Phone: (202) 657-0685
Census Data Shows Congress Can Protect Children from Recession: Family Tax Credits, Health Care, and Anti-Poverty Investments Critical, Advocates Say
Ed Walz (Former Staff)Health Nutrition Poverty & Family Economics Tax Policy
(202) 657-0685 (office)
Washington — Responding to U.S. Census Bureau data released today, showing that both child poverty and uninsurance did not increase in 2011, the bipartisan children’s advocacy organization First Focus called on Congress to protect critical investments that have protected children from the recession’s worst effects.
“The Census numbers show that kids are still reeling from the recession, but they also show that government investments make a difference. So do government’s choices: the decisions our leaders in Congress will make over the next few months will have immediate impact and lasting consequences,” said First Focus President Bruce Lesley.
The Census Bureau’s annual analysis shows that, in 2011, more than one-in-five (about 22 percent of) children in the United States lived in poverty. That number is roughly the same as in 2010. The agency also reported that the number of uninsured children in America also remained unchanged in 2011.
The poverty numbers would have been significantly worse, were it not for the Earned Income Tax Credit (EITC) and the Child Tax Credit. Together, these family tax credits lift five million children out of poverty.
The Supplemental Nutrition Assistance Program (SNAP) also protects children from poverty, by reducing out-of-pocket food costs. U.S. Department of Agriculture data shows that SNAP reduced overall poverty by nearly eight percent in 2009 and had an even greater poverty reduction effect on families with children. First Focus’s partner organization, the First Focus Campaign for Children, released a comparison of SNAP legislation pending in the U.S. Senate and the U.S. House of Representatives.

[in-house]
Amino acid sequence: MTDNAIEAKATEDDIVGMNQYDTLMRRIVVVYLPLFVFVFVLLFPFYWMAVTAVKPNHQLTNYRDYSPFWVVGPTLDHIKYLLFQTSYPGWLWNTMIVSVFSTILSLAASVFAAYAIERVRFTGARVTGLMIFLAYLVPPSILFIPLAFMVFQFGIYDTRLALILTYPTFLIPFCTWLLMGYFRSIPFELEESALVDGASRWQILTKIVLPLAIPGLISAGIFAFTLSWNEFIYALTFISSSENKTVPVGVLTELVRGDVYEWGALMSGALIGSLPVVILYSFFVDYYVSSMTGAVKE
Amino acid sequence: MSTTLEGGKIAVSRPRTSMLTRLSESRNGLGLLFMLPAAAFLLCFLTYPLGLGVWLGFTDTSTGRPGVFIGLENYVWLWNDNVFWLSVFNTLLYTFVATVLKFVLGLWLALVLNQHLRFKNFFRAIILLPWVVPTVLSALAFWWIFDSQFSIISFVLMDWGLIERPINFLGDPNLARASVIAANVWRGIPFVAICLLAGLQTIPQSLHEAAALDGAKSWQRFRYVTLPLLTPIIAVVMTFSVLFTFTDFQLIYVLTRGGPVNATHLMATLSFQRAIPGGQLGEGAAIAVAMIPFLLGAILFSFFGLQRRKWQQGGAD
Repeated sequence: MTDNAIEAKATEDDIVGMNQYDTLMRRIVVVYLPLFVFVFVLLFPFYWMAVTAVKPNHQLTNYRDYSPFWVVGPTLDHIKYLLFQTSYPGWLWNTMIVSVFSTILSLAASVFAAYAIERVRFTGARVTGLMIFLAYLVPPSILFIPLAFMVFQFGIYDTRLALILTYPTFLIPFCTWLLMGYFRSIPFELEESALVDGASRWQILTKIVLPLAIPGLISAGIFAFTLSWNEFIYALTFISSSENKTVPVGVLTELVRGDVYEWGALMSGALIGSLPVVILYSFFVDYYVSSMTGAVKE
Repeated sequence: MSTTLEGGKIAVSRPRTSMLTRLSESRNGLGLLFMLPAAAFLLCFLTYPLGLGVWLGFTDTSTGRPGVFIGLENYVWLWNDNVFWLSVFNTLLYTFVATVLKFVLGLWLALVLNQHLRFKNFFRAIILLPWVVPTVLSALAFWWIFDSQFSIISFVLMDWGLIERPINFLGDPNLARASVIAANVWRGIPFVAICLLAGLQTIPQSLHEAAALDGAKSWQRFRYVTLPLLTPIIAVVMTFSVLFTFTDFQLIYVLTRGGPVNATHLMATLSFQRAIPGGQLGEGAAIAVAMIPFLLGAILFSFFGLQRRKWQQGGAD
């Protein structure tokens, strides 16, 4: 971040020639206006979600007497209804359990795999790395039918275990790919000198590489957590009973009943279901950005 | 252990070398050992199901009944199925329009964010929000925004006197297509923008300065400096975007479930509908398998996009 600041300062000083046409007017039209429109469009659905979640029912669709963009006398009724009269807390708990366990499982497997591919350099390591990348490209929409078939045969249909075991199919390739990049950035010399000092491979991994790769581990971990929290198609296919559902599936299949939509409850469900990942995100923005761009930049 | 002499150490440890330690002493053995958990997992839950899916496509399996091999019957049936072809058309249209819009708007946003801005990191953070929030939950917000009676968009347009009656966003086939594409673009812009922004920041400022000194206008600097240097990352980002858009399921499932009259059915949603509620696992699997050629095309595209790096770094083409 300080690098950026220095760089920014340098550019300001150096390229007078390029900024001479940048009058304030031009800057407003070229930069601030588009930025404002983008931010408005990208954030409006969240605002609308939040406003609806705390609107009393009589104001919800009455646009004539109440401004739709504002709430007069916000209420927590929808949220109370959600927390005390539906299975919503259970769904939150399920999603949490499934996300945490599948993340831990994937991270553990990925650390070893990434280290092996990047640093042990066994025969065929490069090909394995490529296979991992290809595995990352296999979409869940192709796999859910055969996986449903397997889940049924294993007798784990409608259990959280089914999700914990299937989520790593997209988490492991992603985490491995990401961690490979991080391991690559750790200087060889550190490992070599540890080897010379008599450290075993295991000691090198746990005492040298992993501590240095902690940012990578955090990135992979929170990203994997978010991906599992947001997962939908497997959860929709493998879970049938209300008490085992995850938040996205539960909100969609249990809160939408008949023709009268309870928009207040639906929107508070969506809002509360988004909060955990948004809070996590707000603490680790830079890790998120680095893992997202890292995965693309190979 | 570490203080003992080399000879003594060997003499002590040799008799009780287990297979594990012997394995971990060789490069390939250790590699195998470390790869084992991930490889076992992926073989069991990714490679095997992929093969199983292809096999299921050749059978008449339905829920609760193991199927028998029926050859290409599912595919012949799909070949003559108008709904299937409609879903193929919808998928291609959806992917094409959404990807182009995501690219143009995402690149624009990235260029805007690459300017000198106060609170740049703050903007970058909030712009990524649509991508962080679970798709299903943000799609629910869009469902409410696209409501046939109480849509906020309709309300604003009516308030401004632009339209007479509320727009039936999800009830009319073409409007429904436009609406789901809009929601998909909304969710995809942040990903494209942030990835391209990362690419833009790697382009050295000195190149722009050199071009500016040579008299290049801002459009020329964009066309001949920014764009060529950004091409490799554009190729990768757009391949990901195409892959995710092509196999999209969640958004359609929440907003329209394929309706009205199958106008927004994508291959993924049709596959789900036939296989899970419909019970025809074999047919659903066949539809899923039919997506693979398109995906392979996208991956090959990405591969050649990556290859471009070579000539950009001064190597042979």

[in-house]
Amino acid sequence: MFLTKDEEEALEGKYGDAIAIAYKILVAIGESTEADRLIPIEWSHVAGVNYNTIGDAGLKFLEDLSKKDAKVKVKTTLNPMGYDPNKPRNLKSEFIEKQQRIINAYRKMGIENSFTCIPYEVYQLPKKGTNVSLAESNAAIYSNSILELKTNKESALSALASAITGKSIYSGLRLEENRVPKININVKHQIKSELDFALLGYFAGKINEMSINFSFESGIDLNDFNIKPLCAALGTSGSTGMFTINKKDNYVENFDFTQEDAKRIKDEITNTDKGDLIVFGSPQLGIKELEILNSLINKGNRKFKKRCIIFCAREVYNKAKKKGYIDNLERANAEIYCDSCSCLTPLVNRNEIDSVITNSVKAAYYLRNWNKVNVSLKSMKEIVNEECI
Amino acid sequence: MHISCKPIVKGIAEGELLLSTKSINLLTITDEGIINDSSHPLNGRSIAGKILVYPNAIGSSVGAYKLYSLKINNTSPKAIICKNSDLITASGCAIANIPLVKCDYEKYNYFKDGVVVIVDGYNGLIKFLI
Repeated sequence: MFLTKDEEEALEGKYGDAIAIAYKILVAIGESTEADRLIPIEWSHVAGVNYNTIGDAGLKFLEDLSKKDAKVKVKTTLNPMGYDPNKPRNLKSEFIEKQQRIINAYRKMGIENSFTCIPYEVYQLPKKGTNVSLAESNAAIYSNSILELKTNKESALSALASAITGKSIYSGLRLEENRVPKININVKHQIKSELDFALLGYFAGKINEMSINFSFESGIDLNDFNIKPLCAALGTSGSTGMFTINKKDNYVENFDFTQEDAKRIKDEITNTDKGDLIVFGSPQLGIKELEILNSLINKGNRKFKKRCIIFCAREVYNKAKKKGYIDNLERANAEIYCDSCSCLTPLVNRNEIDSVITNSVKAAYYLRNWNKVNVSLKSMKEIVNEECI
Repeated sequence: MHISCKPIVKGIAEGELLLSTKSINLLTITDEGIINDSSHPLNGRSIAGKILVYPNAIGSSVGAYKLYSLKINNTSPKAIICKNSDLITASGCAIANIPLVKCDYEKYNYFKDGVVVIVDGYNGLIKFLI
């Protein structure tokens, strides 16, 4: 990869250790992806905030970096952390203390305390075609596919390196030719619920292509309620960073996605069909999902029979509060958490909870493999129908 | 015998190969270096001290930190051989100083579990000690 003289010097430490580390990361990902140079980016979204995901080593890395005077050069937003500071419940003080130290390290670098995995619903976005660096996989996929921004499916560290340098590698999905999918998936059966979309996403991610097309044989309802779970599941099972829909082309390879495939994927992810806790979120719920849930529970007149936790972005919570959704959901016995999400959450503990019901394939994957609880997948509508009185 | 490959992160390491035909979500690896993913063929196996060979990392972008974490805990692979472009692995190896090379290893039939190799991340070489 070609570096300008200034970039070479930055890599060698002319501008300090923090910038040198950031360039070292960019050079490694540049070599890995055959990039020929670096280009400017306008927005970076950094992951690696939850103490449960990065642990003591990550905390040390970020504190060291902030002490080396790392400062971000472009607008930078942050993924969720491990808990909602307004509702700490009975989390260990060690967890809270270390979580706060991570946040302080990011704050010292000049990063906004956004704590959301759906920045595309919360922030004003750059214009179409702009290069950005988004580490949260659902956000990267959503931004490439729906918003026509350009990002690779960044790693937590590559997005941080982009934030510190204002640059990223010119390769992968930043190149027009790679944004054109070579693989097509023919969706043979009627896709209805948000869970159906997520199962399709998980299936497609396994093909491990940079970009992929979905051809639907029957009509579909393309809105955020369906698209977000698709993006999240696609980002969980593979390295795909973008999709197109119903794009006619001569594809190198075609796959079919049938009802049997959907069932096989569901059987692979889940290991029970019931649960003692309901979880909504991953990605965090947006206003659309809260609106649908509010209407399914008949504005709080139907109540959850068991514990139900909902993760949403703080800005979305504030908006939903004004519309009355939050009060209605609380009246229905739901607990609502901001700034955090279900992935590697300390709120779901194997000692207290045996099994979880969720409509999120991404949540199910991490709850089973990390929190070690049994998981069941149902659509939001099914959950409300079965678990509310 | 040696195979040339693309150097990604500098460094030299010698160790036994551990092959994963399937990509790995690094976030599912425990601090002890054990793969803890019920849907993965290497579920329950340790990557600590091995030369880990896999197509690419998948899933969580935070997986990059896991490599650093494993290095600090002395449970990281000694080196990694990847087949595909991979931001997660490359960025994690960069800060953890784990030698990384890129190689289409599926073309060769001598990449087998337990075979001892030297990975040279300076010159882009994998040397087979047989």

Responding to the uninsurance statistics, First Focus also released a list of reasons for state governments to pursue Medicaid improvements available under the Affordable Care Act. Those recommendations also underscored the linkage between health care access and poverty, observing that covering parents and children protects families from out-of-pocket health care costs that could otherwise contribute to financial stress.
A recent First Focus report highlights a government decision that may affect child poverty this year. The report examines the consequences of Congress’ decision to terminate an important anti-poverty investment: Temporary Assistance for Needy Families (TANF) Supplemental Grants. That analysis found that states – already facing tight budgets and constitutional budgeting constraints – have passed the loss of federal funding on to families, by making cuts in three broad areas: income supports for poor families; “welfare-to-work” initiatives; and child abuse and neglect prevention and response.
“We know what Congress can do to protect kids from the recession’s fallout: make TANF an effective shield against child poverty; protect family tax credits – the Earned Income Tax Credit and the Child Tax Credit – and SNAP; extend and enhance the Children’s Health Insurance Program, so it can work with Medicaid to cover uninsured kids. Congress knows what they can do – the question is whether they’ve got the will to act,” said Lesley.